Director-writer-editor Edmund Yeo and cinematographer Kong Pahurak greeted the audience and fielded questions on November 5 after the world premiere of their poetic drama Malu, playing in the Tokyo Premiere 2020 section of the 33rd Tokyo International Film Festival. The winner of TIFF’s Best Director Award in 2017, as well as a graduate of Waseda University Graduate School, Yeo had gladly submitted to the required two-week quarantine so that he could be back among friends — making him one of only three non-Japanese directors who were able to attend the festival in person.
In the film, sisters Hong and Lan are separated at birth when Hong is kidnapped by her grandmother to protect her from her mentally unstable mother. Twenty years pass and Hong becomes a successful playwright while Lan stays at home to care for their ailing mother. The two reunite upon her death, but with no shared memories, there is no sibling spark left to rekindle. They once again go their separate ways, but a fateful occurrence pulls Hong back to Lan, who has moved to Tokyo and become a multilingual escort.
Malu means “shame” in Malay and “a day without horses” in Chinese, but, according to Yeo, was only decided as the film’s title a couple of months ago. He explained that the kanji characters which compose the words Japan and Malaysia are both contained in it too. The title is meant to be evocative and lonely, a play on words.”
The film is structured elliptically, fluidly cutting between different times and locations. The first half of the story switches back and forth between the childhood past and contemporary present of the sisters, with the mother as a sad and miserable presence throughout. The second half, like Hou Hsiao-hsien’s Millenium Mambo, focuses on Lan as she tries to find freedom and happiness in Japan, with unfortunate results.
Yeo told the audience he was inspired to structure the film unconventionally due to his interest in literature, which allows him to play with moods and explore characters freely from different points of view. The shift in perspective allowed him to show how the personalities of the sisters change: “Hong is very cold and unlikable in the beginning, but the second half shows her more pitiful and vulnerable. Lan, on the other hand, doesn’t talk and is more fragile, but when she goes to Japan, she’s more alive.”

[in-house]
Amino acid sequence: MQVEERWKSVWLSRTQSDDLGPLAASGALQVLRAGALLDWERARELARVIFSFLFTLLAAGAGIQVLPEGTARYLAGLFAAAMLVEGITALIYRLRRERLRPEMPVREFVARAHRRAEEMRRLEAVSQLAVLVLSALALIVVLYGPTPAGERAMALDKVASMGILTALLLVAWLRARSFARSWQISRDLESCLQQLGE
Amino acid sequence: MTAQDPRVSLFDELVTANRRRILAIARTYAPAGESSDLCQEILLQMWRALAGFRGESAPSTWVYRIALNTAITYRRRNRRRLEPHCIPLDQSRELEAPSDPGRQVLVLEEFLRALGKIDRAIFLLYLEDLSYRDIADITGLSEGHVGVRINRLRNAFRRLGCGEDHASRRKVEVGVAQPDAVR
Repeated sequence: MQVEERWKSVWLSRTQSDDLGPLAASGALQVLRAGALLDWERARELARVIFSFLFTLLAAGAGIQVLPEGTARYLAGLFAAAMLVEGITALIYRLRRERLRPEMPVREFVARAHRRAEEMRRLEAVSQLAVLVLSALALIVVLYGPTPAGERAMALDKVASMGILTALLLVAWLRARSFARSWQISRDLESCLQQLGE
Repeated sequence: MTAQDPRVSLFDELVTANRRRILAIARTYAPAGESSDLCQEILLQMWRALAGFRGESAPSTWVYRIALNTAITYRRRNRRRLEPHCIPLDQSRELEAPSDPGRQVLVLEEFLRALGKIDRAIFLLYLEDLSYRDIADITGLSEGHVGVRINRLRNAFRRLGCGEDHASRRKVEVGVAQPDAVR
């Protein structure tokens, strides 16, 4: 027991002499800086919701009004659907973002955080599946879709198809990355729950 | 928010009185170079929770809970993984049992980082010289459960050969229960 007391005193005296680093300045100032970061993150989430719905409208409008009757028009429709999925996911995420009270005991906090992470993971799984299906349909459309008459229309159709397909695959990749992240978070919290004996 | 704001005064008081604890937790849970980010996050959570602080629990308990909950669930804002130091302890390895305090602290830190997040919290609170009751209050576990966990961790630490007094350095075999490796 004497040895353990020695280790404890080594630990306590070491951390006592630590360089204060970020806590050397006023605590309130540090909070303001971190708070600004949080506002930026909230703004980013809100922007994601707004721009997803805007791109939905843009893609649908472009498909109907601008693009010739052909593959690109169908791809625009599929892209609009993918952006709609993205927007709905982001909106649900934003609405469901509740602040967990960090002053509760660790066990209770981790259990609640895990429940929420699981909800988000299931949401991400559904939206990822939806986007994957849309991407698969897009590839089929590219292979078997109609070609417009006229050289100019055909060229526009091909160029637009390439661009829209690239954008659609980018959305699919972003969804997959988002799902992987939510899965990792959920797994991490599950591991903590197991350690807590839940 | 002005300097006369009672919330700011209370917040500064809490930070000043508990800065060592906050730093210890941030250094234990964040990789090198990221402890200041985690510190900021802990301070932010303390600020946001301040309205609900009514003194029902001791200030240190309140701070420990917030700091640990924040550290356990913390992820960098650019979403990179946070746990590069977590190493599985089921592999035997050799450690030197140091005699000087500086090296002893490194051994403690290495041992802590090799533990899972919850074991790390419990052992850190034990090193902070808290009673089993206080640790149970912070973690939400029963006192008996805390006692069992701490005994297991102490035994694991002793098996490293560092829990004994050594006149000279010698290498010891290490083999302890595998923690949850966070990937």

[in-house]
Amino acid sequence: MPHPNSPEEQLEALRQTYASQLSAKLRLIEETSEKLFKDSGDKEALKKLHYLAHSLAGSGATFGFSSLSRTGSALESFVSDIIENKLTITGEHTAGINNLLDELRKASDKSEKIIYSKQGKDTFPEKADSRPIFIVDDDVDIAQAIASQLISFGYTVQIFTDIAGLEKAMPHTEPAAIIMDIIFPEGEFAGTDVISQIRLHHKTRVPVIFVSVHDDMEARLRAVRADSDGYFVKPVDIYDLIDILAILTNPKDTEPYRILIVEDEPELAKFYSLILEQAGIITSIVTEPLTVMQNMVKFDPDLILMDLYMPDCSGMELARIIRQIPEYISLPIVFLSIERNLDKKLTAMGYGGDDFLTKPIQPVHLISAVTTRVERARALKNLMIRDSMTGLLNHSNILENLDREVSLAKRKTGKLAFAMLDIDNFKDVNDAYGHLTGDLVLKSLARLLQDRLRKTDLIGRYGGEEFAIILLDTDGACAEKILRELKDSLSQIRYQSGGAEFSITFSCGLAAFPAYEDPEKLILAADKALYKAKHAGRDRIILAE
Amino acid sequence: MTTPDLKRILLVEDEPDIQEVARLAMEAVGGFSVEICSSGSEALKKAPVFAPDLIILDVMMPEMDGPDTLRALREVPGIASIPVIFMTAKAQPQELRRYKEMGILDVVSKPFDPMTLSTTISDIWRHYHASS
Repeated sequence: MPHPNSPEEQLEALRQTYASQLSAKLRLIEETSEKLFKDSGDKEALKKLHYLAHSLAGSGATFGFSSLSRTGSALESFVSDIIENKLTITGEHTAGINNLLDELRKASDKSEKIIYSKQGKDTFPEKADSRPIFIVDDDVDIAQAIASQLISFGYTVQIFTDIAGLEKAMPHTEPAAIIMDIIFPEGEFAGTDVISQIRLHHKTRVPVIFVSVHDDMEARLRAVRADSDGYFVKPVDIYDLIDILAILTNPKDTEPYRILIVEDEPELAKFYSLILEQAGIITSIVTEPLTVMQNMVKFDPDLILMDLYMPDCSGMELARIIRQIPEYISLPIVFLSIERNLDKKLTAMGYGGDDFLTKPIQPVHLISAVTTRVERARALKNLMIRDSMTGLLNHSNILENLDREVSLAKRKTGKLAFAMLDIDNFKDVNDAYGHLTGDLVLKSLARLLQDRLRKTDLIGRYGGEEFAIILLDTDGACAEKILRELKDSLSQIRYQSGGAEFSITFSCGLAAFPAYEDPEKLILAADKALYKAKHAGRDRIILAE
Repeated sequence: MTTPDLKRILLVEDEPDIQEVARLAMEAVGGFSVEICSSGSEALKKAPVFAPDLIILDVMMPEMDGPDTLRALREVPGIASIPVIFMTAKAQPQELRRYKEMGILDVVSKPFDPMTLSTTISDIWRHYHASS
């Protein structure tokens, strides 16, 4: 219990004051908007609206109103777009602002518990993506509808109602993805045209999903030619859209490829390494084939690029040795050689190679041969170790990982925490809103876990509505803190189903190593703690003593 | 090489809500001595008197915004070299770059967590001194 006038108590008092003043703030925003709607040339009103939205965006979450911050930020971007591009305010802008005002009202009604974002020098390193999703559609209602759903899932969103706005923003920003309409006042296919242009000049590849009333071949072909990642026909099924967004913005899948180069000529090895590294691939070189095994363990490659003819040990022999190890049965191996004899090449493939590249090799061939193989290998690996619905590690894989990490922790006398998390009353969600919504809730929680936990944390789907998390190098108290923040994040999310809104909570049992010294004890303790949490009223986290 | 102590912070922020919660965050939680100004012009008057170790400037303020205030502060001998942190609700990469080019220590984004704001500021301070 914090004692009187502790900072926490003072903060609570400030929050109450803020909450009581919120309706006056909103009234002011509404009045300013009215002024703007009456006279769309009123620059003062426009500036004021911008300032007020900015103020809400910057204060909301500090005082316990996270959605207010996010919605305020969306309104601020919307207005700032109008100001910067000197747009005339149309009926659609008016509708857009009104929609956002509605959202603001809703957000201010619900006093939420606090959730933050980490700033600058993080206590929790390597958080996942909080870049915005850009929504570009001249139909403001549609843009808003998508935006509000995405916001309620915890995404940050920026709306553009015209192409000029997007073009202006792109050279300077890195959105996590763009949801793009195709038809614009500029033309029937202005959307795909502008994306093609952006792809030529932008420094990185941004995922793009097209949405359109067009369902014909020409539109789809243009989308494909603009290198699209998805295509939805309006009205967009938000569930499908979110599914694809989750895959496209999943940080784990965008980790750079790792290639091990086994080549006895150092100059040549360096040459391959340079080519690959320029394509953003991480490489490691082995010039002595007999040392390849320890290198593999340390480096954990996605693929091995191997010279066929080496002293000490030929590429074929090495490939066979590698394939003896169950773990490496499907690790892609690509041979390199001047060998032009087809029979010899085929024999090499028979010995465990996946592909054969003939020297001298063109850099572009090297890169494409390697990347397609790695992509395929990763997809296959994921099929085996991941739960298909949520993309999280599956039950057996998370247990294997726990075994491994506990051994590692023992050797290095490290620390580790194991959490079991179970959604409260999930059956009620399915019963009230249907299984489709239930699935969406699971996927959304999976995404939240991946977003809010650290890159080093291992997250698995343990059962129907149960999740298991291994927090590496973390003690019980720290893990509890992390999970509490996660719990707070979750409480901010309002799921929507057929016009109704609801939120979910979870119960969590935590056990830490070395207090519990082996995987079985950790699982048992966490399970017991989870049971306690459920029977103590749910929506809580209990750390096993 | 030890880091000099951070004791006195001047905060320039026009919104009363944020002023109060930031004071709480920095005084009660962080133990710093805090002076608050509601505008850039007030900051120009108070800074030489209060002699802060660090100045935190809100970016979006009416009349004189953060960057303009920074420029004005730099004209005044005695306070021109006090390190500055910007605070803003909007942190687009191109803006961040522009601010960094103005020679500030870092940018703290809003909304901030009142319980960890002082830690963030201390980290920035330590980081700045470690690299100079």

The film shoot had an improvisational quality to it, with the actors contributing their own ideas to the characters. According to Yeo, MayJune Tan, who plays Hong, doesn’t smoke in real life, but “she wanted to do that for her character because the actress who plays her grandmother smokes in real life.”
Much of the film is told obliquely, without dialogue, but Pahurak’s cinematography conveys much of the interiority of the characters. “Film is interesting because you can communicate through expressions and movements,” the cinematographer explained. “We don’t really need dialogue and I think it’s more interesting that way.”
Pahurak’s images are accompanied by a haunting score from Shoplifters composer and Yellow Magic Orchestra luminary Haruomi Hosono, lending a mystical, spiritual atmosphere to the film’s landscapes. Yeo said he only provided minimal guidance for the music. “Hosono is a legend, so I didn’t give him too many instructions, maybe just one or two sentences about the mood of scenes. I didn’t want to restrict his creativity.”
According to Yeo, Japanese cinema was a strong influence on his depiction of the sibling relationship, from the middle-class female friends in Ryusuke Hamaguchi’s Happy Hour to Sakura Ando’s character in Hirokazu Kore-eda’s Shoplifters, to the many films of Shunji Iwai.
Yeo was a big fan of anime and manga growing up, and also mentioned animation director Hayao Miyazaki as another major influence. “This is probably why most of my films have female protagonists,” he said. “I grew up watching Studio Ghibli films, which always have great female protagonists like Laputa, Nausicaa and Totoro.”
Both Yeo and Pahurak thanked their cast and crew in what was a “bittersweet” moment, since many of them were currently in Malaysia and could not attend in person due to the ongoing global pandemic. Movie theatres in Malaysia have suspended operations indefinitely, and cinema there is facing a precarious future.
Despite all this, Yeo offered words of encouragement: “We will overcome this challenge together and meet face to face soon. Even though they might not be here, despite the coronavirus, they are with us spiritually to see this film played in a cinema full of people. It’s very inspiring to see.”